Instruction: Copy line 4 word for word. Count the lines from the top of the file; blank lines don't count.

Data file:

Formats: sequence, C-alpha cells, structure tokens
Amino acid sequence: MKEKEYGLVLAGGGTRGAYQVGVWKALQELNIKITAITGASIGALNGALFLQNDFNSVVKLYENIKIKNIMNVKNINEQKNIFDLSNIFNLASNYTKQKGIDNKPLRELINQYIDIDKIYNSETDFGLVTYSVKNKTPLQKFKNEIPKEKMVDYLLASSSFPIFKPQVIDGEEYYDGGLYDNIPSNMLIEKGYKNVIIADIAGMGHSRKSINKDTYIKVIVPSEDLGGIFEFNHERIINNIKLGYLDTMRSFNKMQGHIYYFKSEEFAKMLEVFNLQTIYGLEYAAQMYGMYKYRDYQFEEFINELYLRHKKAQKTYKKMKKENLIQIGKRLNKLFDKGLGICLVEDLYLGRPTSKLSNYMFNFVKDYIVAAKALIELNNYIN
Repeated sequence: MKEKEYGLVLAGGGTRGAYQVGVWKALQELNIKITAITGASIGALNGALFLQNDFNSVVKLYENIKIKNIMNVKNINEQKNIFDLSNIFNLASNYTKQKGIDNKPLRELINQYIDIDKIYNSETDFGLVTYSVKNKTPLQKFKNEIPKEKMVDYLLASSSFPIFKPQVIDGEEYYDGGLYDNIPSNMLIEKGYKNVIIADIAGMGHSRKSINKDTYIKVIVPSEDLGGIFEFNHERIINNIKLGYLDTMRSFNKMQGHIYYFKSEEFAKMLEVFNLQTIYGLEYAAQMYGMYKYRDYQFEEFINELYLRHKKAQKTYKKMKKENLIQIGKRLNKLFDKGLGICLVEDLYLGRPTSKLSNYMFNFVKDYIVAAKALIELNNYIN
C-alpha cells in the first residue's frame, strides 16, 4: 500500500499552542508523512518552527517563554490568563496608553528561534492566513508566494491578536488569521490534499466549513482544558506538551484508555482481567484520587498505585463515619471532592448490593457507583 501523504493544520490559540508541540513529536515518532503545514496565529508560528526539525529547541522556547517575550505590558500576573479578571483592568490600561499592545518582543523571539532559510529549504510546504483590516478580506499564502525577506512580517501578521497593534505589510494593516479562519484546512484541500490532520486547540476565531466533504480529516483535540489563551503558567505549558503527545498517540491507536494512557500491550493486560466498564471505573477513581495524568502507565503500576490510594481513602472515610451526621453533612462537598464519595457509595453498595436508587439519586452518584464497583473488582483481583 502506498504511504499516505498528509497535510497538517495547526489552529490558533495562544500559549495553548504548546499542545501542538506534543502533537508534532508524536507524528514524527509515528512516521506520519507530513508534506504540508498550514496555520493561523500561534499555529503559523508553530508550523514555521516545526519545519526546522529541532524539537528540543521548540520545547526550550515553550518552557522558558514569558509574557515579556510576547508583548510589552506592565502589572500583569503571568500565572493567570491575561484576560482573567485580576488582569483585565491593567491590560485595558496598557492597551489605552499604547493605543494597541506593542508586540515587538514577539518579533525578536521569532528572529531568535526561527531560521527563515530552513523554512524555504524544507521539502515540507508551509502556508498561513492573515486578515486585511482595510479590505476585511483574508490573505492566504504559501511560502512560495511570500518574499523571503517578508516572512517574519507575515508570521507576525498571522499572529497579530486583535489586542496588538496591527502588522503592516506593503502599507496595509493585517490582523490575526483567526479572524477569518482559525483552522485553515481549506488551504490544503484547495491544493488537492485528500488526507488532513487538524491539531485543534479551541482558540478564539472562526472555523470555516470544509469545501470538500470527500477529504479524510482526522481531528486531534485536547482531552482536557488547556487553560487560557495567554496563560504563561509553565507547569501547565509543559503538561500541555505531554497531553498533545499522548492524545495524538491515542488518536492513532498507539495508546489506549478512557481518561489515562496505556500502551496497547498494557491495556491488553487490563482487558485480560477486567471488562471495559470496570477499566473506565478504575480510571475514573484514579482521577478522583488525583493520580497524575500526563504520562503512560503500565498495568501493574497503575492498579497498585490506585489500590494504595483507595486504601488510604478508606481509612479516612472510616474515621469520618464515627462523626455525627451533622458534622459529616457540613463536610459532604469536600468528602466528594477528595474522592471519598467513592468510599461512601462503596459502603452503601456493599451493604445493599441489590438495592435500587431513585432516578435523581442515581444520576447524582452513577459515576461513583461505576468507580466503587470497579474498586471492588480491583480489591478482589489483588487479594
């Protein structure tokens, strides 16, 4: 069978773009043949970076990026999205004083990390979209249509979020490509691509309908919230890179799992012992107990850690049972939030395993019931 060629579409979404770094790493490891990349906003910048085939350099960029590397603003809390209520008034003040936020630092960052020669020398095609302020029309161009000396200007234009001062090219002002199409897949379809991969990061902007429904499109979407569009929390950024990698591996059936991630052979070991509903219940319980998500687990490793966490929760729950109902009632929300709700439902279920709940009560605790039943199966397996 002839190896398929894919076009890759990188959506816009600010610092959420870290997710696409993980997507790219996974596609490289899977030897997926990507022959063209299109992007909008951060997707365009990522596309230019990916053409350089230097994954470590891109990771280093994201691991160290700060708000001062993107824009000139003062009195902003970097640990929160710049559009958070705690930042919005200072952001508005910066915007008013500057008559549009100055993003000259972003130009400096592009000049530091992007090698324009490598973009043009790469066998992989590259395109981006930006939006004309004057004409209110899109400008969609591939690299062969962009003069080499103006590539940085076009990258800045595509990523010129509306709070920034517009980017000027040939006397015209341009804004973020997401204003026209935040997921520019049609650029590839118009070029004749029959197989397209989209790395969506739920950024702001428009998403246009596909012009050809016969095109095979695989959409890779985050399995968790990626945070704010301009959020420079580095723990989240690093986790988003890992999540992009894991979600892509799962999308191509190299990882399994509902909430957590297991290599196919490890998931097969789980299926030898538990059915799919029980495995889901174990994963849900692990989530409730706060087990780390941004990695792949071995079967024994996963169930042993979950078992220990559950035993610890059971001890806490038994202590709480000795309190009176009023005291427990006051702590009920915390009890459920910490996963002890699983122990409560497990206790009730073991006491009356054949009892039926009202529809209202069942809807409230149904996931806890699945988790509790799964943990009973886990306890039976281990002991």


C-alpha cells in the first residue's frame, strides 16, 4: 500500500499552542508523512518552527517563554490568563496608553528561534492566513508566494491578536488569521490534499466549513482544558506538551484508555482481567484520587498505585463515619471532592448490593457507583 501523504493544520490559540508541540513529536515518532503545514496565529508560528526539525529547541522556547517575550505590558500576573479578571483592568490600561499592545518582543523571539532559510529549504510546504483590516478580506499564502525577506512580517501578521497593534505589510494593516479562519484546512484541500490532520486547540476565531466533504480529516483535540489563551503558567505549558503527545498517540491507536494512557500491550493486560466498564471505573477513581495524568502507565503500576490510594481513602472515610451526621453533612462537598464519595457509595453498595436508587439519586452518584464497583473488582483481583 502506498504511504499516505498528509497535510497538517495547526489552529490558533495562544500559549495553548504548546499542545501542538506534543502533537508534532508524536507524528514524527509515528512516521506520519507530513508534506504540508498550514496555520493561523500561534499555529503559523508553530508550523514555521516545526519545519526546522529541532524539537528540543521548540520545547526550550515553550518552557522558558514569558509574557515579556510576547508583548510589552506592565502589572500583569503571568500565572493567570491575561484576560482573567485580576488582569483585565491593567491590560485595558496598557492597551489605552499604547493605543494597541506593542508586540515587538514577539518579533525578536521569532528572529531568535526561527531560521527563515530552513523554512524555504524544507521539502515540507508551509502556508498561513492573515486578515486585511482595510479590505476585511483574508490573505492566504504559501511560502512560495511570500518574499523571503517578508516572512517574519507575515508570521507576525498571522499572529497579530486583535489586542496588538496591527502588522503592516506593503502599507496595509493585517490582523490575526483567526479572524477569518482559525483552522485553515481549506488551504490544503484547495491544493488537492485528500488526507488532513487538524491539531485543534479551541482558540478564539472562526472555523470555516470544509469545501470538500470527500477529504479524510482526522481531528486531534485536547482531552482536557488547556487553560487560557495567554496563560504563561509553565507547569501547565509543559503538561500541555505531554497531553498533545499522548492524545495524538491515542488518536492513532498507539495508546489506549478512557481518561489515562496505556500502551496497547498494557491495556491488553487490563482487558485480560477486567471488562471495559470496570477499566473506565478504575480510571475514573484514579482521577478522583488525583493520580497524575500526563504520562503512560503500565498495568501493574497503575492498579497498585490506585489500590494504595483507595486504601488510604478508606481509612479516612472510616474515621469520618464515627462523626455525627451533622458534622459529616457540613463536610459532604469536600468528602466528594477528595474522592471519598467513592468510599461512601462503596459502603452503601456493599451493604445493599441489590438495592435500587431513585432516578435523581442515581444520576447524582452513577459515576461513583461505576468507580466503587470497579474498586471492588480491583480489591478482589489483588487479594